14 September 2016

Julia forms over Florida, Ian still a tropical storm, TD12 forms over Cabo Verde Islands

The peak of hurricane season isn't failing this year.  There are two active tropical storms, and a new tropical depression off the coast of Africa.

The tenth named storm of the season, Julia, formed near Jacksonville FL on Tuesday night.  It actually formed over land, and the center has not spent any time over water, and probably never will.  This is extraordinary, and from what I can tell, unprecedented.  While there are a dozen examples of Atlantic tropical cyclones forming inland near a coastline (Agnes 1972 over the Yucatan Peninsula, Leslie 2000 over northern Florida are two examples), they did eventually track over water and strengthen. Julia can be traced back to an easterly wave that left the African coast on September 1st.

Tropical Storm Julia on Wednesday morning.  Previous center locations are marked with red dots.
Julia is expected to weaken to a depression later today over South Carolina... the primary threat is heavy rainfall, and parts of eastern SC could receive 6-10" of rain over the next few days as it crawls northward.

During an average season (using a 1981-2010 climatology), the 10th named storm forms on October 10th, so this season is now about 3.5 weeks ahead by that measure.  But in terms of ACE (Accumulated Cyclone Energy), the season is still at roughly 73% of average for this date.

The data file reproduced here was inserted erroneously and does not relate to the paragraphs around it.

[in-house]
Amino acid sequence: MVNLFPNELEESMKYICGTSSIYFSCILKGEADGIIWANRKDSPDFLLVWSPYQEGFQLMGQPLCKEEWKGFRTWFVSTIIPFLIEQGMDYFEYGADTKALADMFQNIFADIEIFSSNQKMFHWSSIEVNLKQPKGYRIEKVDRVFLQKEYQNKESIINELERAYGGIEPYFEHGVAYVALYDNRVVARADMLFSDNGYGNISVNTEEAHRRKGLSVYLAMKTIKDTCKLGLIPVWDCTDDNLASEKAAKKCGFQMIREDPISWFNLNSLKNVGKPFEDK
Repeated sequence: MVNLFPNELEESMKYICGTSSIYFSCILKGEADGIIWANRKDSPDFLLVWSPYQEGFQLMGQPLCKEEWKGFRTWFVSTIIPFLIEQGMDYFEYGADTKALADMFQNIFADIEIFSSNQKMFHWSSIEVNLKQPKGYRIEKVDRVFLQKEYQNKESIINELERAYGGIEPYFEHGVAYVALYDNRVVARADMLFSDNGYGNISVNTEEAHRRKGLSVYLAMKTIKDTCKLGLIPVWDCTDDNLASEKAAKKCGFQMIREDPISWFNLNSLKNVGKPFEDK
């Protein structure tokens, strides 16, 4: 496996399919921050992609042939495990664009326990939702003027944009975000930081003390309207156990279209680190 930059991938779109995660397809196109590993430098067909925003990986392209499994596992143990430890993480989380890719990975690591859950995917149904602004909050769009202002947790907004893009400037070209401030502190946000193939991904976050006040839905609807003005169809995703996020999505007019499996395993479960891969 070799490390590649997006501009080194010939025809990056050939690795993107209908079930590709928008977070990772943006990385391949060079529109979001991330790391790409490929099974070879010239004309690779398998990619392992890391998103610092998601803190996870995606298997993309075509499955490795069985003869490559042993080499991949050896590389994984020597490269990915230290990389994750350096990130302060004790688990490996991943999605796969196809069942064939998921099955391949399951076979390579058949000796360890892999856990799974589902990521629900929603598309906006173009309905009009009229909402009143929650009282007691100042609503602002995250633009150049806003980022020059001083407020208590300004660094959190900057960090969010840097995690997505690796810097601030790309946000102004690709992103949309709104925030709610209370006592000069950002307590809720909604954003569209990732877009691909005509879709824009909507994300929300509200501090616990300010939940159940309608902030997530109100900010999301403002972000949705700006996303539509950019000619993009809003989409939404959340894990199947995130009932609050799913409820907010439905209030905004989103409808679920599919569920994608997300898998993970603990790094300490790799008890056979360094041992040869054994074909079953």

In the far eastern Atlantic, over the Cabo Verde Islands, Tropical Depression 12 has formed and could get named in the next day or two.  The next name on the list is Karl, a name that was on one of the original six lists of names in 1980.

Models strongly favor this depression to develop to at least a tropical storm, and they also agree on a track toward the west over the next 5 days.  On this general trajectory, the system would reach the Lesser Antilles by late next week. But it will likely struggle with wind shear and dry air for the next three or so days.

A selection of global and regional dynamical model forecast tracks for TD12, valid out through Monday morning.
Finally, as expected, Tropical Storm Ian has not intensified, and is embedded in strong vertical wind shear in the middle of the Atlantic.  It is no threat to land, and is forecast to transition to an extratropical cyclone by the weekend.

Visible satellite image of Tropical Storm Ian on Wednesday morning.
Forecast track of Ian over the next five days. (NOAA/NHC)


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